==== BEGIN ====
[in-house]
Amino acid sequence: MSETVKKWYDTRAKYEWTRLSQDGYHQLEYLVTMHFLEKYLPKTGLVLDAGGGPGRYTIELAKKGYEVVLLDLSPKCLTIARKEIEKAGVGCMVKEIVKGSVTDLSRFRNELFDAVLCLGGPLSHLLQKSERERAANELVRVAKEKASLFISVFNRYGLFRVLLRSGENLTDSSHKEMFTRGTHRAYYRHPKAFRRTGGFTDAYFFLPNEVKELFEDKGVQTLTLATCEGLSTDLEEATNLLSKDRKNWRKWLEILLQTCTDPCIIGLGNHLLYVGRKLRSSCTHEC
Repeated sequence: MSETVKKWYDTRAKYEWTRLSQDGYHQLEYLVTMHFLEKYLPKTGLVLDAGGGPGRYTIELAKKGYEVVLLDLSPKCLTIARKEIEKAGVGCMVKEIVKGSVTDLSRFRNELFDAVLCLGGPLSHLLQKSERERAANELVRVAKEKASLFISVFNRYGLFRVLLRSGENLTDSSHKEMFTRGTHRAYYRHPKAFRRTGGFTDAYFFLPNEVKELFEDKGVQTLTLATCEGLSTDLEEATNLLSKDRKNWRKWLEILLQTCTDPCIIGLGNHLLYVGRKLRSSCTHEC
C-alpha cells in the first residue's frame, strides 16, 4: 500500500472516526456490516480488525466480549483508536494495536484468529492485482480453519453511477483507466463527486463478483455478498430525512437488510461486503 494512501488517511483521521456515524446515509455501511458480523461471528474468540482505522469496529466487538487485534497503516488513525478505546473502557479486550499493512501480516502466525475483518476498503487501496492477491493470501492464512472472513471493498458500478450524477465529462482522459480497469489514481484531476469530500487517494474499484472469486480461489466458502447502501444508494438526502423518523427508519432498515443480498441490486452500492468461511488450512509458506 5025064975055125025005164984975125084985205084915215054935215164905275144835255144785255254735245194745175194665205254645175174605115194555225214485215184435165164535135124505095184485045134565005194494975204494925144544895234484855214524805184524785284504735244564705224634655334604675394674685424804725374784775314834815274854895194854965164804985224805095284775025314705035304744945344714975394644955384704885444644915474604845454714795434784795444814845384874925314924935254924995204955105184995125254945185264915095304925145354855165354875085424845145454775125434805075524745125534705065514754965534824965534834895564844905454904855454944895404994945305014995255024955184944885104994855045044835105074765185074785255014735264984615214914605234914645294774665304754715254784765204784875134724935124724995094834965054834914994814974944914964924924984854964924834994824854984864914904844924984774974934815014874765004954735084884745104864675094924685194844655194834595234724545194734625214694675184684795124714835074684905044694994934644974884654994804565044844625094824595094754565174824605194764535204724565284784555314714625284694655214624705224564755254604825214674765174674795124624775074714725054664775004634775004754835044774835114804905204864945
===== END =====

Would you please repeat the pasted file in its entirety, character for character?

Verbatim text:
[in-house]
Amino acid sequence: MSETVKKWYDTRAKYEWTRLSQDGYHQLEYLVTMHFLEKYLPKTGLVLDAGGGPGRYTIELAKKGYEVVLLDLSPKCLTIARKEIEKAGVGCMVKEIVKGSVTDLSRFRNELFDAVLCLGGPLSHLLQKSERERAANELVRVAKEKASLFISVFNRYGLFRVLLRSGENLTDSSHKEMFTRGTHRAYYRHPKAFRRTGGFTDAYFFLPNEVKELFEDKGVQTLTLATCEGLSTDLEEATNLLSKDRKNWRKWLEILLQTCTDPCIIGLGNHLLYVGRKLRSSCTHEC
Repeated sequence: MSETVKKWYDTRAKYEWTRLSQDGYHQLEYLVTMHFLEKYLPKTGLVLDAGGGPGRYTIELAKKGYEVVLLDLSPKCLTIARKEIEKAGVGCMVKEIVKGSVTDLSRFRNELFDAVLCLGGPLSHLLQKSERERAANELVRVAKEKASLFISVFNRYGLFRVLLRSGENLTDSSHKEMFTRGTHRAYYRHPKAFRRTGGFTDAYFFLPNEVKELFEDKGVQTLTLATCEGLSTDLEEATNLLSKDRKNWRKWLEILLQTCTDPCIIGLGNHLLYVGRKLRSSCTHEC
C-alpha cells in the first residue's frame, strides 16, 4: 500500500472516526456490516480488525466480549483508536494495536484468529492485482480453519453511477483507466463527486463478483455478498430525512437488510461486503 494512501488517511483521521456515524446515509455501511458480523461471528474468540482505522469496529466487538487485534497503516488513525478505546473502557479486550499493512501480516502466525475483518476498503487501496492477491493470501492464512472472513471493498458500478450524477465529462482522459480497469489514481484531476469530500487517494474499484472469486480461489466458502447502501444508494438526502423518523427508519432498515443480498441490486452500492468461511488450512509458506 5025064975055125025005164984975125084985205084915215054935215164905275144835255144785255254735245194745175194665205254645175174605115194555225214485215184435165164535135124505095184485045134565005194494975204494925144544895234484855214524805184524785284504735244564705224634655334604675394674685424804725374784775314834815274854895194854965164804985224805095284775025314705035304744945344714975394644955384704885444644915474604845454714795434784795444814845384874925314924935254924995204955105184995125254945185264915095304925145354855165354875085424845145454775125434805075524745125534705065514754965534824965534834895564844905454904855454944895404994945305014995255024955184944885104994855045044835105074765185074785255014735264984615214914605234914645294774665304754715254784765204784875134724935124724995094834965054834914994814974944914964924924984854964924834994824854984864914904844924984774974934815014874765004954735084884745104864675094924685194844655194834595234724545194734625214694675184684795124714835074684905044694994934644974884654994804565044844625094824595094754565174824605194764535204724565284784555314714625284694655214624705224564755254604825214674765174674795124624775074714725054664775004634775004754835044774835114804905204864945